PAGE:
And what are your standards for “really cool, attractive art”? Does it have to be complicated, or can it be simple and elegant? “Economy of means” is a phrase I remember from my art history classes in school (mumble) years ago.

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    • I like that idea, SW. In fact, I imagine I would very much like to explore simplicity. For one thing, it would get me away from what I see as a boring tendency to be overly literal. And I believe it would help me think in new ways. That’s a really good idea! Thanks!

      By the way, here’s something I did along those lines a few years ago. It’s about as far as I’ve ever pursued simplicity, though. Maybe it’s time I gave it another shot.

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    • Oh, that’s a really lovely drawing, Paul. Just a few deft lines that capture the essence of the couple’s loving relationship, and of loving relationships in general. That’s exactly the sort of thing I had in mind. That drawing could be used to illustrate the phrase “economy of means” in an encyclopedia!

      I’d much rather have that to look at than a detailed, fine-grained portrait of the couple. It isn’t just aesthetically pleasing, it’s involving, participatory, for the viewer.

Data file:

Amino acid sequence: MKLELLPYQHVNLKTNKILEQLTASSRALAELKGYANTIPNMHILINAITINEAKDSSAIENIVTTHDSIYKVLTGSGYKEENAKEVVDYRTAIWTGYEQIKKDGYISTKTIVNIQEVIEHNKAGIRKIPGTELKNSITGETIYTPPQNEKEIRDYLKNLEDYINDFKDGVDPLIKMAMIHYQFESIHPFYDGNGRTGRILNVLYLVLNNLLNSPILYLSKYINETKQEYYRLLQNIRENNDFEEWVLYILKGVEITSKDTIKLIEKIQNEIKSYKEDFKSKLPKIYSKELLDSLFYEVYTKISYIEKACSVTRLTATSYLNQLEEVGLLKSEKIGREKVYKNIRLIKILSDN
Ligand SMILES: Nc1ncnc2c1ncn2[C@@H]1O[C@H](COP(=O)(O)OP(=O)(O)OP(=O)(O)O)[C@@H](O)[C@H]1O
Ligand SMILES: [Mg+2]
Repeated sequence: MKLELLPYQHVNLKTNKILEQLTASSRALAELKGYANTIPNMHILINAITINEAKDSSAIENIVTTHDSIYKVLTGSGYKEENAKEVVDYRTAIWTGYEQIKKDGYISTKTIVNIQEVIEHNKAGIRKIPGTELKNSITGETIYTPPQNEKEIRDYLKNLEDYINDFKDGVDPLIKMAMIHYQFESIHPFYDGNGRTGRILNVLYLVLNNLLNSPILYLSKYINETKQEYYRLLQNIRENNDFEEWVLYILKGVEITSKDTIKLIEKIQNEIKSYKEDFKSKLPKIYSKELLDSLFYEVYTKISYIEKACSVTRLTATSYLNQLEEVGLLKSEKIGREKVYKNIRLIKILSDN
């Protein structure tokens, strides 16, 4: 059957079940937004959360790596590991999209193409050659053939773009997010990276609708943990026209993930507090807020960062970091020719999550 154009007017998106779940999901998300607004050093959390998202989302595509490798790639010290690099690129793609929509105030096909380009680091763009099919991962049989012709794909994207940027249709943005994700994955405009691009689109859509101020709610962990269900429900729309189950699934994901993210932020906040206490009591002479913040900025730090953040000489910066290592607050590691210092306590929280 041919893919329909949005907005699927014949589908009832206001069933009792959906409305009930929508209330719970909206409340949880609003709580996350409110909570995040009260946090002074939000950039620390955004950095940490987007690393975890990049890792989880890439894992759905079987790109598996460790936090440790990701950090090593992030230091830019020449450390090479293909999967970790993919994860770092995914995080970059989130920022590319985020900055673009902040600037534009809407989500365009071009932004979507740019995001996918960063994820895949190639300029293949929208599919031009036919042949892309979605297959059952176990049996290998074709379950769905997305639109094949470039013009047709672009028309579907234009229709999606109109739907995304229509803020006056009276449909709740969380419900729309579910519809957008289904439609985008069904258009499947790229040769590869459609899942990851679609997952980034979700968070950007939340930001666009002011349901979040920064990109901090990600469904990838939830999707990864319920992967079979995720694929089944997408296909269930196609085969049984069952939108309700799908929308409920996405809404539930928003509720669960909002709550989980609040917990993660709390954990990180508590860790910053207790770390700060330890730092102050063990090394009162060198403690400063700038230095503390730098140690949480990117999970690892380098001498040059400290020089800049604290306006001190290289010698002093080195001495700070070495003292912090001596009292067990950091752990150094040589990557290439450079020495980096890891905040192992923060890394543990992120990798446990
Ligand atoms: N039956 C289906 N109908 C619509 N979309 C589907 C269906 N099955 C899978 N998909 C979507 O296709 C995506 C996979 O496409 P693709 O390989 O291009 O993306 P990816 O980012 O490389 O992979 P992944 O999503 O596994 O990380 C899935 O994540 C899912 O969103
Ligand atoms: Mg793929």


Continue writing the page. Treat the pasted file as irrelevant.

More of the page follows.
Gee, I hope you do explore that sort of simplicity. It’ll draw on your insight as well as your skill, which I should think you would find deeply rewarding.

      (BTW, in my earlier comment, didn’t mean “caricature” in the sense of grotesque, unflattering distortion of the kind one finds in political cartoons, but more along the lines of Al Hirschfeld’s drawings of movie stars. They’re exaggerated, yes, but not to mock, rather to convey the personality.)

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      • Thanks for the encouragement! I’m in the process right now of simplifying the image of Becky.

        One thing, though, it’s much more time consuming than it would seem to be. But that’s OK in this case: The process is interesting enough to keep me motivated. At least so far.

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  2. Early on in her career, Artist Jennifer Bartlett exhibited tiny colorful squares of different paintings of houses all together. Each square was very simple and a painting in itself, but exhibiting a hundred of them like tiles all together was magnificent, a whole different experience. You could do small drawings of parts of things rather than the whole from different perspective. It’s possible to be very creative in an hour a day. I used to do one little pastel painting of sunrise out my window every day when I lived in the country before going to work. They’re still some of my best paintings. I’ve since stopped painting altogether but always think about starting up. It used to center my day.

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    • That’s a very intriguing idea, Squirrel. I think it would help me diversify away from an exclusive interest in my first loves — portraits and figures — which would probably be a good thing. Especially since I’m surrounded by so much natural beauty here in Colorado. I know exactly where in my apartment to display something like that, too. In short, there’s a lot to be said for your idea. Thanks!